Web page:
3. Remember Your Audience of One. The fact that we answer to God in no way excuses bad preaching, or remaining oblivious to helpful critique, but it may protect us from more sinister attacks. Remember that every sermon you ever preach could have been better, and that God is both understanding and forgiving of human weakness and frailty.
With that critical caveat in place, then we need to ask whether we could stand before God and give an account for the way we prepared, the way we processed earlier input/feedback, etc? Did you walk through the preparation by faith and do your best as a steward of the ministry opportunity? His is the evaluation that we value the most. While we listen to those we serve, we mustn’t live in fear of displeasing unspiritual nitpickers in the pew. Even if they can drive you from “their” church, we must minister ultimately for the evaluation of our Audience of One.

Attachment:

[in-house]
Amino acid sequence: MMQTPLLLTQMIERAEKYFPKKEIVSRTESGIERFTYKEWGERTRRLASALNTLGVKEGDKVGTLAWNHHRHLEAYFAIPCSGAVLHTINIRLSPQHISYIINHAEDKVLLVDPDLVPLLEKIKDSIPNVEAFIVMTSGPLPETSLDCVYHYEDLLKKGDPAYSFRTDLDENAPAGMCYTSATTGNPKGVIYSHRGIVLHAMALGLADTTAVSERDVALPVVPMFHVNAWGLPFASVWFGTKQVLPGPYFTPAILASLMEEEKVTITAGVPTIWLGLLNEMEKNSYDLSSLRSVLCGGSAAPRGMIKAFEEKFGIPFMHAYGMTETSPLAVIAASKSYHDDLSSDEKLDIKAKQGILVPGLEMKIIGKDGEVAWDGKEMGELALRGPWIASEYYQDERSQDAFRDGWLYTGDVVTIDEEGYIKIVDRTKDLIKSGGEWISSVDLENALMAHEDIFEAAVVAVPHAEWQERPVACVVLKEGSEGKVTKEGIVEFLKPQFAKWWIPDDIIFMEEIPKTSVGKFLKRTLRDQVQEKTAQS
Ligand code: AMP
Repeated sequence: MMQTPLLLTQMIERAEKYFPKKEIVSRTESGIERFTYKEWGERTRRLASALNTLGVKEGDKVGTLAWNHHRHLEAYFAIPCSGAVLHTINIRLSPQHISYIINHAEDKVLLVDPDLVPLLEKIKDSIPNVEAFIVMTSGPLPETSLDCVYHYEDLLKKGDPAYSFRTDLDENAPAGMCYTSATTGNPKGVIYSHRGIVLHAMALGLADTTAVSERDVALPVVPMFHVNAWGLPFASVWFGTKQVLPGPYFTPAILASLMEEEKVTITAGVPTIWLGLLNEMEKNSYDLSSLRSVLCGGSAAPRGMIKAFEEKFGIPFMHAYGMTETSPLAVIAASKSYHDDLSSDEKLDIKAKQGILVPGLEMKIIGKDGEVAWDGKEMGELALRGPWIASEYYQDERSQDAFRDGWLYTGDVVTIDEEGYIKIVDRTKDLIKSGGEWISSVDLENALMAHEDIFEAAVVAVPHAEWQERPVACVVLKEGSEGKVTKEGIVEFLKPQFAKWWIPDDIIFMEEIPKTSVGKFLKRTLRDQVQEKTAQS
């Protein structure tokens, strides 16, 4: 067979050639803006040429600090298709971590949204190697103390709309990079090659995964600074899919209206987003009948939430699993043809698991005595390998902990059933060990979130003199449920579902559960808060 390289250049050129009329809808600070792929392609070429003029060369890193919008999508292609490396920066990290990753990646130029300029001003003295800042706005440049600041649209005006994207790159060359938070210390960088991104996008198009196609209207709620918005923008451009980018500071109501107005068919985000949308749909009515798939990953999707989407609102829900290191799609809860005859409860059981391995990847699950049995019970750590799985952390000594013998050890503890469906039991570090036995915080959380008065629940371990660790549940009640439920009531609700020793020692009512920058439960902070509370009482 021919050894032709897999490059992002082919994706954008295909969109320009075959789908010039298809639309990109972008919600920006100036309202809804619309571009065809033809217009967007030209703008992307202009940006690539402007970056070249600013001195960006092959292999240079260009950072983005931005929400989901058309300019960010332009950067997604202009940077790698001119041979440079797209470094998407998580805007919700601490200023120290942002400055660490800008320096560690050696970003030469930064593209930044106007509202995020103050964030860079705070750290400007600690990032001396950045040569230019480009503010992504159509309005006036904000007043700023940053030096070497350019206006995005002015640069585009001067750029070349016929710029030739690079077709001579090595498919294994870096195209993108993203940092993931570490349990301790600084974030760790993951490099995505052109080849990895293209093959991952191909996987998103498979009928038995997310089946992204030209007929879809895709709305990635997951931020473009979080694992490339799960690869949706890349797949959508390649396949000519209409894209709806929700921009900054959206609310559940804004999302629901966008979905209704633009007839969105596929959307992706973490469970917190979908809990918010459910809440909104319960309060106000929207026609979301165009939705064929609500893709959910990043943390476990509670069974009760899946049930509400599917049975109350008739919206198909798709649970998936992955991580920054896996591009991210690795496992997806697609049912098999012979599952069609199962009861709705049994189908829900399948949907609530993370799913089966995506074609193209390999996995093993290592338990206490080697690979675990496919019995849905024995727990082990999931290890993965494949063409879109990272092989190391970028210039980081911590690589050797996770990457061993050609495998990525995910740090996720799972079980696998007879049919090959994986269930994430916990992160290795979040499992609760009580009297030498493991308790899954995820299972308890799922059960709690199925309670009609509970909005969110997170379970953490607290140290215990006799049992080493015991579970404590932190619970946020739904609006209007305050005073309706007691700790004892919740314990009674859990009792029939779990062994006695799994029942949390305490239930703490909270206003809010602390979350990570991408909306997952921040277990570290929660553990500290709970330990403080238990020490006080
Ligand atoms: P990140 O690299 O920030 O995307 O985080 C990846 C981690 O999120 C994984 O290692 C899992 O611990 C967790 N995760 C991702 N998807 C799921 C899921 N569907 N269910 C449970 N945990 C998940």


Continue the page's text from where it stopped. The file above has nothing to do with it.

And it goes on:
4. Remember to Prayerfully Process. Whether you receive praise or criticism, be sure to process it prayerfully. Our fleshly egos are very powerful perverters of personal processing. Our tendency to self-love and self-concern can elevate praise from others into worship of us, and at the same time turn gentle and helpful critique into a savage personal attack. I don’t trust me with me. You shouldn’t trust you with you.
Independent introspective processing is one of the most dangerous things a Christian can participate in, because it is so close to the fallen realm we were rescued from. So how should we process things? Prayerfully. That is, in conversation with the God who can faithfully and tenderly sift and sort through our motives and affections. Search me and try me, O God! He can be trusted and must always be the lead partner in such an exercise!
More thoughts tomorrow, but please don’t hesitate to comment on here, or on Twitter @petermead (#ListenerSatisfaction).